Better rules to protect canada’s environment and grow the economy
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Current system and proposed impact assessment system comparison
CLEANER ENVIRONMENT. STRONGER ECONOMY. The Government of Canada has introduced legislation that would put in place better rules to protect our environment, fish and waterways, respect Indigenous rights and rebuild public trust in how decisions about resource development are made. With these better rules, Canadians, companies, and investors can be confident that good projects will be built in a way that protects our environment while creating jobs and growing our economy.
Here are some key elements of the current vs. proposed new system in a side-by-side comparison:
|Current System||Proposed New system|
No early planning and engagement phase
A new mandatory early planning and engagement phase.
This means early dialogue with Indigenous peoples, provinces, the public and stakeholders to identify and discuss issues early, leading to better project design.
|Three responsible authorities conduct environmental assessments||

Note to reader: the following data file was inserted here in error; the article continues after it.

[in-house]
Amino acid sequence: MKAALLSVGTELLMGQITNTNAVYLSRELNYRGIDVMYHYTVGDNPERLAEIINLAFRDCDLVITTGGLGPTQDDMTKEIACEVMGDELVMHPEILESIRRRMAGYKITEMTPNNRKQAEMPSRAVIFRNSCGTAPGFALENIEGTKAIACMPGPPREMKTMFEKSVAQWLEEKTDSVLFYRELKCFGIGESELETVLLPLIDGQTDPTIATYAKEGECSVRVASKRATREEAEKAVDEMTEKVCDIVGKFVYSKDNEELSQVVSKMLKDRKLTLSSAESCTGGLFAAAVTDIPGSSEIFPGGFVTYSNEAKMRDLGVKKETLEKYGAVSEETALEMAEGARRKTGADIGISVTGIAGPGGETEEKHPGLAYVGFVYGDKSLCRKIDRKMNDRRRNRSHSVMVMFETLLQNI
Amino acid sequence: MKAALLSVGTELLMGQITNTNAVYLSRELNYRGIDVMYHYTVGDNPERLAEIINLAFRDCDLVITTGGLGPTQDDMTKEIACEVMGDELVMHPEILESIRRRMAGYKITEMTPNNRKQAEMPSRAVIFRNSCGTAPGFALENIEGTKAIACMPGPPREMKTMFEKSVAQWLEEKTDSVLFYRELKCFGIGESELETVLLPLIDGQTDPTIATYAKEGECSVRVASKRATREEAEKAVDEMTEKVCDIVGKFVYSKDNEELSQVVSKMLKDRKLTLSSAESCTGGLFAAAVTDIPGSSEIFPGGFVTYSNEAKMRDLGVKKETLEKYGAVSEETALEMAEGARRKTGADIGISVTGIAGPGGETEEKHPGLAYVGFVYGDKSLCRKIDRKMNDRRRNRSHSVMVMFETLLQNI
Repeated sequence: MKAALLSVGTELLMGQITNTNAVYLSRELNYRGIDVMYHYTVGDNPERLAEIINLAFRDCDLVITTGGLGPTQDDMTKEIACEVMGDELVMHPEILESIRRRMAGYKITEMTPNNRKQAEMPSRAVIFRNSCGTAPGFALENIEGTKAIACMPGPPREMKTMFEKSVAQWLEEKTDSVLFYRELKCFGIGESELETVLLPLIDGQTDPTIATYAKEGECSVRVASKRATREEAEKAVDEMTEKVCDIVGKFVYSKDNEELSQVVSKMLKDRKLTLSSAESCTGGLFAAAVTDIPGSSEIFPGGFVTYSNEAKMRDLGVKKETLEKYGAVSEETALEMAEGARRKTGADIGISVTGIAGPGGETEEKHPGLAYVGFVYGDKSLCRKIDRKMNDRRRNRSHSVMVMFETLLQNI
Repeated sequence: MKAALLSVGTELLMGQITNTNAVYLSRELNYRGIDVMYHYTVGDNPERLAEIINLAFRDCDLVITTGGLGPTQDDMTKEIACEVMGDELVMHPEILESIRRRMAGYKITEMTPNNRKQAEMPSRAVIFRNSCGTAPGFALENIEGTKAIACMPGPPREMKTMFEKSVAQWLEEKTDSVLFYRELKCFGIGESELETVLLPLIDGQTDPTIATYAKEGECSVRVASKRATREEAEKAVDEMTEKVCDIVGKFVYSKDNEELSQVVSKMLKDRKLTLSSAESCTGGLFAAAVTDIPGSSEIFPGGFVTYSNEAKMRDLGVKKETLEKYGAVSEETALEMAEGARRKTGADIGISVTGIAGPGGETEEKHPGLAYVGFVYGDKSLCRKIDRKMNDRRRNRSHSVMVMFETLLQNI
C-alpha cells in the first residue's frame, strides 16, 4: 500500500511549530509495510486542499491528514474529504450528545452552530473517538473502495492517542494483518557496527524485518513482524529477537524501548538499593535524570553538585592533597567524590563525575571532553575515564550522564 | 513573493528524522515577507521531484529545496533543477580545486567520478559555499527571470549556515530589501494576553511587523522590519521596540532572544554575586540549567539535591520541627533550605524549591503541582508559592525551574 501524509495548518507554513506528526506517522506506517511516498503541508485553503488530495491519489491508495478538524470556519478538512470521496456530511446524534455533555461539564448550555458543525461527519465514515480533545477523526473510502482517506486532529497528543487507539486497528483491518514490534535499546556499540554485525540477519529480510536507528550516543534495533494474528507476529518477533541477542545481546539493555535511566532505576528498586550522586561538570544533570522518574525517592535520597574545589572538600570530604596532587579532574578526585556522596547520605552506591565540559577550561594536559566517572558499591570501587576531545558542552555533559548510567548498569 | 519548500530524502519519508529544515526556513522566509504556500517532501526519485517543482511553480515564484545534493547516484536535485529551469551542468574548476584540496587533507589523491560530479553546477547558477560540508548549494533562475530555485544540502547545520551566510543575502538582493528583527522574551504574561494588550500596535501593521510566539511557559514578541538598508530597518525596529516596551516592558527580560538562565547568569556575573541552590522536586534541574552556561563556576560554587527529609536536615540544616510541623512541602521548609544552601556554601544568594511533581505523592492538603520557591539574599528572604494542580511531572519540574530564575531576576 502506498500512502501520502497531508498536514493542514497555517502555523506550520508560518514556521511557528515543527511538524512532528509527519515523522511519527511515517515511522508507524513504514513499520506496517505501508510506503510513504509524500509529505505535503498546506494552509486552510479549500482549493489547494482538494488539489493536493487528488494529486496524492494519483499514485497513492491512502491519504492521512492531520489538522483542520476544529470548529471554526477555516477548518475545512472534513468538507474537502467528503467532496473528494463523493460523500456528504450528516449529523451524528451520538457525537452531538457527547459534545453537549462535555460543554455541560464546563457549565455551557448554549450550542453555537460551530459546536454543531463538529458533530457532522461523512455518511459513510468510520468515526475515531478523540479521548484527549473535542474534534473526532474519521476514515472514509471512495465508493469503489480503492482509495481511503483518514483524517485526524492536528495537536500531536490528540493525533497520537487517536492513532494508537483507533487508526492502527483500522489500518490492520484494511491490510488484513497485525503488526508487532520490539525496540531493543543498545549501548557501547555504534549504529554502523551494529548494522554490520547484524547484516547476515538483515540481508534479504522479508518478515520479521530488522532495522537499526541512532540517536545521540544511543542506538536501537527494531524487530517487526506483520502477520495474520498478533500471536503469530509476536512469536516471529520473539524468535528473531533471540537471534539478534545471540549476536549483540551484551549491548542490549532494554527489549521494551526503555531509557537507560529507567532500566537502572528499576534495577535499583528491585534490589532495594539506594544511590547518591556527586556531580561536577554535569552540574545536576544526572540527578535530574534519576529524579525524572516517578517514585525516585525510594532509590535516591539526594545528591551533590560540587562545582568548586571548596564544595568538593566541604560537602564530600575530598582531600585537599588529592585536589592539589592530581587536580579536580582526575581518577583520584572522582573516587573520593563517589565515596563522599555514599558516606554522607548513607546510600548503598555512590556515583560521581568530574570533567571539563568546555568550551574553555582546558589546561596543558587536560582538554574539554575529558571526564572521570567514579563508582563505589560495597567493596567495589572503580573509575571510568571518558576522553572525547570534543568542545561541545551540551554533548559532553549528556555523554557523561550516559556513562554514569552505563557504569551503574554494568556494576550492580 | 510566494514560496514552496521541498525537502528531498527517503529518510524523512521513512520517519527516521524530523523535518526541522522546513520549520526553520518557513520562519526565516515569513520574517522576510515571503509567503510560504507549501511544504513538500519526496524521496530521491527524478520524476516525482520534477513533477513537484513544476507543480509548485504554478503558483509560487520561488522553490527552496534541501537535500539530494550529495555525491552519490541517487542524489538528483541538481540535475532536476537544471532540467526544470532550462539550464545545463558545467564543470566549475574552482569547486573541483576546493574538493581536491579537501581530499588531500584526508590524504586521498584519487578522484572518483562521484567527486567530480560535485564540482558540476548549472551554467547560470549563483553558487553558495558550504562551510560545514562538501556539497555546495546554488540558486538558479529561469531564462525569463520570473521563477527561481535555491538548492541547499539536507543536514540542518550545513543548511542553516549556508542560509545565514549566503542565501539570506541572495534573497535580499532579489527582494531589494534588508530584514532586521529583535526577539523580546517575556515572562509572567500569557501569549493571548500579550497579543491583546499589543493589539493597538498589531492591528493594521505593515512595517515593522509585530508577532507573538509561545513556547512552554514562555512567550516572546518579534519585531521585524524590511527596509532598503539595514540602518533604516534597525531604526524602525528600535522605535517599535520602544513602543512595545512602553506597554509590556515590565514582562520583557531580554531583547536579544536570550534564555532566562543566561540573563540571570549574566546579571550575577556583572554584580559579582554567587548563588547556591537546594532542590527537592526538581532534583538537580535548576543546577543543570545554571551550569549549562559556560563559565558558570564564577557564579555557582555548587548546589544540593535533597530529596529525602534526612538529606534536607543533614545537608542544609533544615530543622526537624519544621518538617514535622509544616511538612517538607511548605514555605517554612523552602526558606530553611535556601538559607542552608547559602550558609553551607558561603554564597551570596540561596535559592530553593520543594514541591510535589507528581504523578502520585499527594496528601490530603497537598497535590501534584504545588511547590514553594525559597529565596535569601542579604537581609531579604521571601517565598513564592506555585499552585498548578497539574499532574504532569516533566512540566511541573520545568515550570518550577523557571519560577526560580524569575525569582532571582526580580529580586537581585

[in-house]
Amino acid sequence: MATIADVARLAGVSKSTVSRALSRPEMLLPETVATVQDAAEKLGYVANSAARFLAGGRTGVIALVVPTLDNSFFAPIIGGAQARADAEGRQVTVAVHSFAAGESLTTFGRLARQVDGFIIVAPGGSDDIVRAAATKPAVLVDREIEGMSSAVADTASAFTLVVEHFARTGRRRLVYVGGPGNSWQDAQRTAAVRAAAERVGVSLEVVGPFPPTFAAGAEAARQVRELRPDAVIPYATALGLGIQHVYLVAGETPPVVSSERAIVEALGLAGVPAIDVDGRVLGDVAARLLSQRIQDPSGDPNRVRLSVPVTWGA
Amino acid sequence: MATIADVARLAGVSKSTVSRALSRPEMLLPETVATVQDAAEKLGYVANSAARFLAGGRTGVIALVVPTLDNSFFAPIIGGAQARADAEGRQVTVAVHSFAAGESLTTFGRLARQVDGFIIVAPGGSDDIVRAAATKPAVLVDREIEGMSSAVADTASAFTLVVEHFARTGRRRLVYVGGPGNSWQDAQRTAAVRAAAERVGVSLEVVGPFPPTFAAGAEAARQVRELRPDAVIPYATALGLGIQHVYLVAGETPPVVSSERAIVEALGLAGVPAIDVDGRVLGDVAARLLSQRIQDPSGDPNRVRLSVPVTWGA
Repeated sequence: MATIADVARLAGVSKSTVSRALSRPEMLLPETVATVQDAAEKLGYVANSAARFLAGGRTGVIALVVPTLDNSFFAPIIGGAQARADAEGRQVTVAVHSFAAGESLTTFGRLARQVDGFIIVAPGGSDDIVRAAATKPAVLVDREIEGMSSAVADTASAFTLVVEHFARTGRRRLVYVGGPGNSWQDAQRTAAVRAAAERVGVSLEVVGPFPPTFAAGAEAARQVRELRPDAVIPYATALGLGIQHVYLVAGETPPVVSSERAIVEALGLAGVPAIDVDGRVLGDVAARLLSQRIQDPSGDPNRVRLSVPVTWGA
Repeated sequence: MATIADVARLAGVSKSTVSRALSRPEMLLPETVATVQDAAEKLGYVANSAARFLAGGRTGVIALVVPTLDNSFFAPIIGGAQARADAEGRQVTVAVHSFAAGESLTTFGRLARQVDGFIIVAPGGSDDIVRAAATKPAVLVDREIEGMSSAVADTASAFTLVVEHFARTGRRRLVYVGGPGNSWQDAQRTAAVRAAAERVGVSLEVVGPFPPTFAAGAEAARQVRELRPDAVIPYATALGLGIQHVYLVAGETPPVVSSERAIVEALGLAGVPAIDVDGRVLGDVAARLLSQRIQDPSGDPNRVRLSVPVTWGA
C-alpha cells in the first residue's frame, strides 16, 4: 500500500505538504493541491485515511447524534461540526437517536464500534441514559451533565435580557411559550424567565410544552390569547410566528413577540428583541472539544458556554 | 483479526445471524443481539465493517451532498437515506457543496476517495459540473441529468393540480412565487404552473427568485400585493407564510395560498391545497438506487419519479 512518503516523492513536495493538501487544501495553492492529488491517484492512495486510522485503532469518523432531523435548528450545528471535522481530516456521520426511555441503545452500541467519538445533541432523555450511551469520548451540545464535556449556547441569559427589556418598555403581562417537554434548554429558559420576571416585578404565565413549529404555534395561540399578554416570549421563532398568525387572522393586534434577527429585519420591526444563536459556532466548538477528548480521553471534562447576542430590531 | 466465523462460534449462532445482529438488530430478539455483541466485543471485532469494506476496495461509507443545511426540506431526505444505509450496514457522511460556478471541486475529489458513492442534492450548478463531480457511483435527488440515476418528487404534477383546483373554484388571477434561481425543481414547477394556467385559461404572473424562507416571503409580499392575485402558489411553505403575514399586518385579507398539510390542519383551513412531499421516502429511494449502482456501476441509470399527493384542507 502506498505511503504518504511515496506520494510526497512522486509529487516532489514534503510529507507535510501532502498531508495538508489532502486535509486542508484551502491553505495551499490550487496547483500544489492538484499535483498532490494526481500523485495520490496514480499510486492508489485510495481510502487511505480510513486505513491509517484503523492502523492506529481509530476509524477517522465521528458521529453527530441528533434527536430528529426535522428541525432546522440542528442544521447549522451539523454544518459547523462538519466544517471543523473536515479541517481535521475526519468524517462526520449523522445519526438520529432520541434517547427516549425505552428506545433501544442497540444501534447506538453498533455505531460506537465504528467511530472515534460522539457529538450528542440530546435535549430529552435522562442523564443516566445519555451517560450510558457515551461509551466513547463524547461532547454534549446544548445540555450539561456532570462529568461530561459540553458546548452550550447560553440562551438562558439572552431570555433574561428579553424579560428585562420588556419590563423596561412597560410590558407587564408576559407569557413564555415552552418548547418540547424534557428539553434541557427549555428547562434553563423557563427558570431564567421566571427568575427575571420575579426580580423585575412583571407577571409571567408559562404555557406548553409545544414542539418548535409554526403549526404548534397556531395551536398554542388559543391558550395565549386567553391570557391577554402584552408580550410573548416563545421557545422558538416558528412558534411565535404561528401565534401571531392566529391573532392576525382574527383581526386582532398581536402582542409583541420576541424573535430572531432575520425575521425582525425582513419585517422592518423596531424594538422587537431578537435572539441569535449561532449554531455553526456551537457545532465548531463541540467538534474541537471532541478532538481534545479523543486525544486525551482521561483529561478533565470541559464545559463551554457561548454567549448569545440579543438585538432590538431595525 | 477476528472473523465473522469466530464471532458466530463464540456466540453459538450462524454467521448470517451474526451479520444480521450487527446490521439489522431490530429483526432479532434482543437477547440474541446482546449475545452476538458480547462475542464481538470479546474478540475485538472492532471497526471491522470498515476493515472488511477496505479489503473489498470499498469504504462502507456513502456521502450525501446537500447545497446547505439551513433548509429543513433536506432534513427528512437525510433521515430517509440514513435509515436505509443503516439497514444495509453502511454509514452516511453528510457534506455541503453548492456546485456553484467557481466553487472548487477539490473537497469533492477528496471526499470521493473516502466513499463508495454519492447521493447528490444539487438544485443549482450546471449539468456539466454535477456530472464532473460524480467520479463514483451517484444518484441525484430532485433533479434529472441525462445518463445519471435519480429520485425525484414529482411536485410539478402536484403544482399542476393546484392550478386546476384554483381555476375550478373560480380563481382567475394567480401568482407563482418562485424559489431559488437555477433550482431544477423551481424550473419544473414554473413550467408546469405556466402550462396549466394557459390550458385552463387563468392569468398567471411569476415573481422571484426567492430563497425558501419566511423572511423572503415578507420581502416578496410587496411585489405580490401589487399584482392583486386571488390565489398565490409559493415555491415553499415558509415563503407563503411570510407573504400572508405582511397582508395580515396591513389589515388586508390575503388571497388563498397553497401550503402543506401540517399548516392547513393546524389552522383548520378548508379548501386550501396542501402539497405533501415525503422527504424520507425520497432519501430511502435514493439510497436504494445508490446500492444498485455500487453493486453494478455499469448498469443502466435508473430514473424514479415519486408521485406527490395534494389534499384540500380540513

A single government Agency to lead assessments and coordinate Crown consultations, with Indigenous peoples.
Life-cycle regulators will work collaboratively with the Agency to provide expertise, as needed.
Availability, accessibility and integration of science and knowledge varies
Indigenous knowledge is not consistently considered
Decisions on projects are guided by science, evidence and Indigenous knowledge.
An open science and data platform, and plain-language summaries of the facts that support assessments.
Mandatory consideration and protection of Indigenous knowledge alongside other sources of evidence in impact assessments.
Federal and independent reviews of science.
|Legislated timelines||Legislated but exible timelines will be maintained for impact assessments and extended to the planning phase.|
|Environmental assessments focus only on minimizing adverse environmental effects||
A move from environmental assessment to impact assessment based on the principle of sustainability.
Broaden the scope of assessments to include positive and negative environment, economic, social and health impacts, as well as to require gender-based analysis in order to support holistic and integrated decision-making. An assessment of the impacts of a project on Indigenous peoples and their rights is also required.
|Indigenous participation in reviews driven by Duty to Consult||
Early and inclusive engagement and participation at every stage, with the aim of securing consent through processes based on recognition of Indigenous rights and interests from the start.
Indigenous governments will have greater opportunities to exercise powers and duties under the Act.
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